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Apollo 8 departs for moon’s orbit


Updated:
Original:
Year
1968
Month Day
December 21

Apollo 8, the first manned mission to the moon, is successfully launched from Cape Canaveral, Florida, with astronauts Frank Borman, James Lovell, Jr., and William Anders aboard.

On Christmas Eve, the astronauts entered into orbit around the moon, the first manned spacecraft ever to do so. During Apollo 8‘s 10 lunar orbits, television images were sent back home, and spectacular photos were taken of Earth and the moon from the spacecraft. In addition to being the first human beings to view firsthand their home world in its entirety, the three astronauts were also the first to see the dark side of the moon.

On Christmas morning, Apollo 8 left its lunar orbit and began its journey back to Earth, landing safely in the Pacific Ocean on December 27. On July 20 of the next year, Neil A. Armstrong and Edwin “Buzz” Aldrin, astronauts of the Apollo 11 mission, became the first men to walk on the moon.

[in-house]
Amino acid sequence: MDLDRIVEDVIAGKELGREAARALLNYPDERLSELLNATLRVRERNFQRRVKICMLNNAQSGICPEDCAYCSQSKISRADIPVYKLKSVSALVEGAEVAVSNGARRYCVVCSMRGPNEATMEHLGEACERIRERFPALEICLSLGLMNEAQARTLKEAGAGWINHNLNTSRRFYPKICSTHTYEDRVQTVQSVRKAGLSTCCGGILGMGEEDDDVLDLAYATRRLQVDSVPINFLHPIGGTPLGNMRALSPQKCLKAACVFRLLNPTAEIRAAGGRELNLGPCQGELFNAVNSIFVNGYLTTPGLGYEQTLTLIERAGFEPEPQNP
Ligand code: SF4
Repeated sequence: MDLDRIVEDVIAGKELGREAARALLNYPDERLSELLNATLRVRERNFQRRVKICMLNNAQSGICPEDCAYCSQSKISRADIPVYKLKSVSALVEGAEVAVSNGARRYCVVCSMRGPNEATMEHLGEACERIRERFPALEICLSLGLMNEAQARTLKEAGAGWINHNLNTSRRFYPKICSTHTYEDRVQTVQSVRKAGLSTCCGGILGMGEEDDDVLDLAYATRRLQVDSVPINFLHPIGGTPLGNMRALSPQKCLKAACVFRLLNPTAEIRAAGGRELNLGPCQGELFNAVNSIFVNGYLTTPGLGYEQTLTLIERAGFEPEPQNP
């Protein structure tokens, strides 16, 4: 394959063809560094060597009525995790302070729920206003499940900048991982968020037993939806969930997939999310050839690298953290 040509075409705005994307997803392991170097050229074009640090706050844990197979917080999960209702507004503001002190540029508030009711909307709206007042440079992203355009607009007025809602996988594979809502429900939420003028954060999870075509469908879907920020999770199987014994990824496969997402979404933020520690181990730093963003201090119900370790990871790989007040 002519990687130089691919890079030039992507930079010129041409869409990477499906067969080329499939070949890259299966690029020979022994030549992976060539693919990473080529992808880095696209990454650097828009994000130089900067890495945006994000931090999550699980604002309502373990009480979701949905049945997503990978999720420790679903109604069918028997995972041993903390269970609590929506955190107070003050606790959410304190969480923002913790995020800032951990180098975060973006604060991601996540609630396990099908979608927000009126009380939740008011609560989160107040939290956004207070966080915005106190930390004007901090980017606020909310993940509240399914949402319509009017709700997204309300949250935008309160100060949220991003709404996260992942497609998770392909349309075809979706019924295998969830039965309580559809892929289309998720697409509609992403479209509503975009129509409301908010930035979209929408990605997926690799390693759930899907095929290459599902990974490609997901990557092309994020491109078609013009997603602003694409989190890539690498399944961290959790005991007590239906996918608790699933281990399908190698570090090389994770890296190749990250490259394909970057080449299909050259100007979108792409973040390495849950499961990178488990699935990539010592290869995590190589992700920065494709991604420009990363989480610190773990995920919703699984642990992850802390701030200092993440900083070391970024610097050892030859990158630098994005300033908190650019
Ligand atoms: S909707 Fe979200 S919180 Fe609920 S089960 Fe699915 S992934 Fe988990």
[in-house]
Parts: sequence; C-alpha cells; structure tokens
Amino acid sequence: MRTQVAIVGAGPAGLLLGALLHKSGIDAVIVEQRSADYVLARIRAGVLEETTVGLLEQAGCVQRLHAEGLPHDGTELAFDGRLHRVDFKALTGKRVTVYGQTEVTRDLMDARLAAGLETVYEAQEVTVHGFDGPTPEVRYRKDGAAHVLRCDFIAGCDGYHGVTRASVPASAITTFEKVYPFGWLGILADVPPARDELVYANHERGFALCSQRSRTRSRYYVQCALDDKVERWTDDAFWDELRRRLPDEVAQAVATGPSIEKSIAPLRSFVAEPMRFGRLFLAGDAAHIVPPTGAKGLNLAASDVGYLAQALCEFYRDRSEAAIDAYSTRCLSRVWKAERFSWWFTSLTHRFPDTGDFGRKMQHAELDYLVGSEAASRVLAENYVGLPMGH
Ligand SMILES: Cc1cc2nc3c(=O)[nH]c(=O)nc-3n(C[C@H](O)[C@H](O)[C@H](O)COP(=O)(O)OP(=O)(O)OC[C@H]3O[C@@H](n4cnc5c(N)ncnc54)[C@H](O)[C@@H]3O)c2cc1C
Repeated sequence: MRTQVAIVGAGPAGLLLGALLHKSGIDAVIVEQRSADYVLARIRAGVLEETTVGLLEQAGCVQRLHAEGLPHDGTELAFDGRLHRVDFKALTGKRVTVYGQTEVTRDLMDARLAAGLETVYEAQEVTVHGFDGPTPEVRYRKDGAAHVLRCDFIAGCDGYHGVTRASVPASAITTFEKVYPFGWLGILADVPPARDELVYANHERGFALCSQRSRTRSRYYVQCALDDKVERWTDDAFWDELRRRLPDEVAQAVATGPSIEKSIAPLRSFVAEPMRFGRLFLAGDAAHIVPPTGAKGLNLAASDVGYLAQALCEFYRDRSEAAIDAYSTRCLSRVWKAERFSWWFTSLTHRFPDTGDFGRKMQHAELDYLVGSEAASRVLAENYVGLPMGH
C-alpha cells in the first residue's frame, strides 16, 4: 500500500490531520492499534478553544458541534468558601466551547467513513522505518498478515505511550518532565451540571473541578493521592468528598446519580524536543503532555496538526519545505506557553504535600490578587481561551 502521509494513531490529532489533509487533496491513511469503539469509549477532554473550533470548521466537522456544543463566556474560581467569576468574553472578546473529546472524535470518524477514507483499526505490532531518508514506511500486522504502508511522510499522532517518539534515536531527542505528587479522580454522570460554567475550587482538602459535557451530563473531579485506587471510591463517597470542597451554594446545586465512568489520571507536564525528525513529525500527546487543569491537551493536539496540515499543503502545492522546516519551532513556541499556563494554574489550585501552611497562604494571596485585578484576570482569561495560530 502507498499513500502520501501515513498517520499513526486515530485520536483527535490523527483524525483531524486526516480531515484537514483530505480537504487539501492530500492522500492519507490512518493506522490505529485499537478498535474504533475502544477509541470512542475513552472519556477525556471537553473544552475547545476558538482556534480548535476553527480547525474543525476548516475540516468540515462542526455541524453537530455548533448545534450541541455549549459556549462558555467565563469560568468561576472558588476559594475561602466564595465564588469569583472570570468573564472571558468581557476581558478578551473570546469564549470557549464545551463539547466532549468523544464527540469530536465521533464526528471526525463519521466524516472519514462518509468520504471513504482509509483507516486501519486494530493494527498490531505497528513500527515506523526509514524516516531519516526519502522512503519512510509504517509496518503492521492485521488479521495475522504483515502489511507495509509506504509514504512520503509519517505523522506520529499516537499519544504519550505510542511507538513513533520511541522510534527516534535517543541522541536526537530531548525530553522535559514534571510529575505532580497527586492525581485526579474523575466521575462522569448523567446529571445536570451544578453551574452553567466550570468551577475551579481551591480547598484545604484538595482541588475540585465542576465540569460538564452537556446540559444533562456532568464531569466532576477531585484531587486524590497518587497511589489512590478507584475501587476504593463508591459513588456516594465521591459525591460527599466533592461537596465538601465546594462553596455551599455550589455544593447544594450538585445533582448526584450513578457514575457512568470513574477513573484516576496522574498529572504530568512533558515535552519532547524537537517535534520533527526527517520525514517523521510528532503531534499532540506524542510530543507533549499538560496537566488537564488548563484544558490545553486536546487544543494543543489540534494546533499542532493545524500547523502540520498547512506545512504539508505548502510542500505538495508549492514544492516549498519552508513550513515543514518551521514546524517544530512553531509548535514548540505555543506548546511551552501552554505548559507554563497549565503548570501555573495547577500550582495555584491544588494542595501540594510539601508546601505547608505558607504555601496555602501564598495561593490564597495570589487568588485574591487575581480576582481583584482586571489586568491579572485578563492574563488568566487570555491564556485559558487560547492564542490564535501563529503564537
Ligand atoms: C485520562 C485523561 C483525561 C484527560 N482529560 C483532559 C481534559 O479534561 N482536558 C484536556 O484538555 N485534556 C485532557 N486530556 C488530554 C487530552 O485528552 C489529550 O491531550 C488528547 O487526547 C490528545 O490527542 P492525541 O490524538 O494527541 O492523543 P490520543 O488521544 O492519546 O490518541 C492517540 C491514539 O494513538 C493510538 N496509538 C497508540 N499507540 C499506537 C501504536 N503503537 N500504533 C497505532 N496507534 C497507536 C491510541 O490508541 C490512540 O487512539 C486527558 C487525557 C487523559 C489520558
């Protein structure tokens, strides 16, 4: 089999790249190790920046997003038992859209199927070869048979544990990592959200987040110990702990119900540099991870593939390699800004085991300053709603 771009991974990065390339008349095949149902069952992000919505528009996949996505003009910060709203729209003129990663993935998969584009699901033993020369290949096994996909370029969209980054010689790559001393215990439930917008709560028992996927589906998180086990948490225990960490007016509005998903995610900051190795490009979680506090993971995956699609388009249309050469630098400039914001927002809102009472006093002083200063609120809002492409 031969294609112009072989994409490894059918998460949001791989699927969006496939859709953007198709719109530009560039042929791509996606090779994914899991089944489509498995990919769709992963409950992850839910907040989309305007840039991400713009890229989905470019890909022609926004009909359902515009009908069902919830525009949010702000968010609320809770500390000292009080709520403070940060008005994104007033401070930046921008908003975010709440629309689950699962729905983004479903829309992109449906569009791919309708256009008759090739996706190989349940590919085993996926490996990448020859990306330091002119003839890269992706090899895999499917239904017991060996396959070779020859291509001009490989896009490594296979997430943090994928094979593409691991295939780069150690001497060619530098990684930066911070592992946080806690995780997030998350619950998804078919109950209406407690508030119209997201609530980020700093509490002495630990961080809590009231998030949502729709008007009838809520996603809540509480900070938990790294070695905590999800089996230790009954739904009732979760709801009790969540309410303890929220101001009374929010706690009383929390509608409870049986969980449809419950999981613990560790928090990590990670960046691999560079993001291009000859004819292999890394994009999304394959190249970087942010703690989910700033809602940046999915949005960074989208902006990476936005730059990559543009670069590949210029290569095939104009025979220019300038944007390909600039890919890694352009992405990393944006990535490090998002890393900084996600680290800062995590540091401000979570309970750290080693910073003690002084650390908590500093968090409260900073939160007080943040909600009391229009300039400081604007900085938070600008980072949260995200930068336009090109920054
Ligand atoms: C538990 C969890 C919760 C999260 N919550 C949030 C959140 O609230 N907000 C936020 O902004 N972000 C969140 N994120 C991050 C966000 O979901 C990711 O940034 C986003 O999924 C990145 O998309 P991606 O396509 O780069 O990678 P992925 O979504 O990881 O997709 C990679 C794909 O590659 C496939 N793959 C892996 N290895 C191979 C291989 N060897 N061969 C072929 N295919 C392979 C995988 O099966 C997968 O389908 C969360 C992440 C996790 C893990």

READ MORE: 8 Little-Known Facts About the Moon Landing

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Pan Am Flight 103 explodes over Scotland


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Original:
Year
1988
Month Day
December 21

On December 21, 1988, Pan Am Flight 103 from London to New York explodes in midair over Lockerbie, Scotland, killing all 243 passengers and 16 crew members aboard, as well as 11 Lockerbie residents on the ground. A bomb hidden inside an audio cassette player detonated in the cargo area when the plane was at an altitude of 31,000 feet. The disaster, which became the subject of Britain’s largest criminal investigation, was believed to be an attack against the United States. One hundred eighty nine of the victims were American.

Islamic terrorists were accused of planting the bomb on the plane while it was at the airport in Frankfurt, Germany. Authorities suspected the attack was in retaliation for either the 1986 U.S. air strikes against Libya, in which leader Muammar al-Qaddafi’s young daughter was killed along with dozens of other people, or a 1988 incident, in which the U.S. mistakenly shot down an Iran Air commercial flight over the Persian Gulf, killing 290 people.